When Marcus moved next door to John, they knew instantly they’d be friends. Now John and Marcus do almost everything together. They go on lots of adventures, with Marcus pushing John’s wheelchair and John fueling their escapades with jokes. Through their friendship, the boys discover that their unique gifts make them stronger together.Based on the friendship of real-life best friends Patrick Gray and Justin Skeesuck, The Push teaches kids that people of all abilities have important roles to play and that we’re all better together than we are on our own.
|Publisher:||Tyndale House Publishers|
|Product dimensions:||8.60(w) x 10.10(h) x (d)|
|Age Range:||5 - 8 Years|
Read an Excerpt
In an ordinary town, in an ordinary house, there lived a boy named John.
John slept in a bed like everyone else; he ate food like everyone else; he loved to play like everyone else.
But he was different from the other kids in town.
When John was born, his arms and legs didn't work. He couldn't do all the things his friends could do.
He couldn't dress himself.
He couldn't brush his teeth.
He couldn't tie his shoes.
He couldn't walk.
When he wasn't sleeping, he was usually in his wheelchair.
But there were some things John was an expert at.
He could give any statistic about the Boston Red Sox since they got their nickname in 1908.
He could make people laugh until milk came squirting out their noses.
And he could solve the most complicated math problems in his head.
One summer, just before school started, John saw a moving truck at the house next door.
"Would you please wheel me outside so I can see the new neighbors?" John asked his mom.
As his mom parked him at the end of the driveway, John saw a boy carrying a box. He was wearing a Red Sox hat.
"2004!" John shouted.
The boy turned around. "Sixth World Series title!"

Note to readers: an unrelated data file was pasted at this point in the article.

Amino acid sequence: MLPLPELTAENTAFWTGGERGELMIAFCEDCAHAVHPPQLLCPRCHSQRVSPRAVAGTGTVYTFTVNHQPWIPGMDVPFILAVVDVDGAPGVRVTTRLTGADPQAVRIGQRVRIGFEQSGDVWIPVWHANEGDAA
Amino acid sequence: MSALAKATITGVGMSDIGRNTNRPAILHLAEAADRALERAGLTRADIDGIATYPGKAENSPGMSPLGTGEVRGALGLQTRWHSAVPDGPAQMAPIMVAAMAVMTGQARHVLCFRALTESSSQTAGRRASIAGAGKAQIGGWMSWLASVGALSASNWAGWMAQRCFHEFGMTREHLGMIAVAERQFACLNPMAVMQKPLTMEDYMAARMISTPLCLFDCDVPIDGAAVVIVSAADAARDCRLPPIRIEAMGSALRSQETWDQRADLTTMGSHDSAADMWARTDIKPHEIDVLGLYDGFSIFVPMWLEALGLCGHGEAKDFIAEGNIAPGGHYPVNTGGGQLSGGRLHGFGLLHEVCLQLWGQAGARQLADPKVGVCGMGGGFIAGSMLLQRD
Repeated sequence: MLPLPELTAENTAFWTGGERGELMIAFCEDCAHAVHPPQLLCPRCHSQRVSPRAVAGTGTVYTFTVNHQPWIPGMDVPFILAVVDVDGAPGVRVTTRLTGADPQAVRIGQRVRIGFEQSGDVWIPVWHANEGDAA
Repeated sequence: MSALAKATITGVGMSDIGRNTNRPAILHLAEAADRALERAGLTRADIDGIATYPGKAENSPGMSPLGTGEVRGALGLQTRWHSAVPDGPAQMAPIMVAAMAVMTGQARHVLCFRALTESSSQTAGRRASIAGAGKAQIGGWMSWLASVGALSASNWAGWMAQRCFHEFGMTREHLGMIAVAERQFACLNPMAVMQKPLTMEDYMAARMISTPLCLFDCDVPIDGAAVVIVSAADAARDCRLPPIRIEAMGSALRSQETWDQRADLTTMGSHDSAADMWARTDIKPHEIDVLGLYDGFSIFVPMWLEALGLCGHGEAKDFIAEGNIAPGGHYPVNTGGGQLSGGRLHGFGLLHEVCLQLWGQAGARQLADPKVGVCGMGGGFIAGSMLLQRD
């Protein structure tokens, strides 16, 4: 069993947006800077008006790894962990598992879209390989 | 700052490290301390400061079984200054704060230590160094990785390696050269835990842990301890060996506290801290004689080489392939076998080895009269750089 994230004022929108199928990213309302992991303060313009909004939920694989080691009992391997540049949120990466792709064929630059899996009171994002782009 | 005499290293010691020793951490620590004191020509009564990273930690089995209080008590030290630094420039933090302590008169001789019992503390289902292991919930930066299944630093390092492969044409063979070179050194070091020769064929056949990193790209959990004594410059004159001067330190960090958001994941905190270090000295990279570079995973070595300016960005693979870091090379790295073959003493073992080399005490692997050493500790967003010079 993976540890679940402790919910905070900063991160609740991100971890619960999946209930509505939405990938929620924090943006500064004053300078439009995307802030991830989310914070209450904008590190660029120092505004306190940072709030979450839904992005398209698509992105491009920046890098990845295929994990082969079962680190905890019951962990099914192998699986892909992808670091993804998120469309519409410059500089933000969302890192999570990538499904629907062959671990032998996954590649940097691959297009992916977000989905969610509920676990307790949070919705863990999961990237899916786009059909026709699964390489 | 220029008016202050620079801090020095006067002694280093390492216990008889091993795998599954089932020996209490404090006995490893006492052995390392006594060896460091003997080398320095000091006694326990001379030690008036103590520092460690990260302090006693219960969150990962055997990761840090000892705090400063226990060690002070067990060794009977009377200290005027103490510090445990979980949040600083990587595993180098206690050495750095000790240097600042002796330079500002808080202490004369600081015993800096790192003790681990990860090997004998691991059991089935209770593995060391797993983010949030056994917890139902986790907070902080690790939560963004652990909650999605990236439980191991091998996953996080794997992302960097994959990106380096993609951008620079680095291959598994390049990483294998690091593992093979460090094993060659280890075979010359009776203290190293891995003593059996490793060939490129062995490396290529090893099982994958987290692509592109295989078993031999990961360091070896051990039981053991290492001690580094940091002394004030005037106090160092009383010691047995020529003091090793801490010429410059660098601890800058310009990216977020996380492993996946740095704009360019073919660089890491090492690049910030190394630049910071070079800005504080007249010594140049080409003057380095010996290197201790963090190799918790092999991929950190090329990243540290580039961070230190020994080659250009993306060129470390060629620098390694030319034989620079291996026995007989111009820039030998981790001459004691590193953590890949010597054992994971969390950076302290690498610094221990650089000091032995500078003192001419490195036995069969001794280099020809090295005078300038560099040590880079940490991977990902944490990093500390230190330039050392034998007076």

"And eleventh American League Pennant!" John replied.
The boy walked over to John. "My name's Marcus."
When Marcus stuck out his hand, John said with a smile, "My hands don't work."
"That's okay," Marcus said, lifting John's hand. "How about this?"
"That will be our handshake!" John said.
In no time, Marcus and John were best friends.
They were in the same class at school. When John wasn't helping Marcus with his math homework, they watched baseball games together or played chess. (Marcus moved John's pieces for him, but John almost always won.) Sometimes they explored the neighborhood, with Marcus skateboarding behind John's wheelchair.
One day at recess, when the leaves were starting to crunch under John's wheelchair, their classmate Timothy handed out invitations to all the boys in the class.
Marcus opened the envelope for John so he could read it.
"We should go!" Marcus said.
"I'm not sure." John looked down. "I can't feed myself."
Marcus shook John's hand just like the first day they met. "If you don't go, who will make us all laugh until our sides hurt? Besides — I can feed you."
When Marcus moved next door to John, they knew instantly they'd be friends. Now John and Marcus do almost everything together. They go on lots of adventures, with Marcus pushing John's wheelchair and John fueling their escapades with jokes. Through their friendship, the boys discover that their unique gifts make them stronger together.
Based on the friendship of real-life best friends Patrick Gray and Justin Skeesuck, The Push teaches kids that people of all abilities have important roles to play and that we're all better together than we are on our own.(Continues…)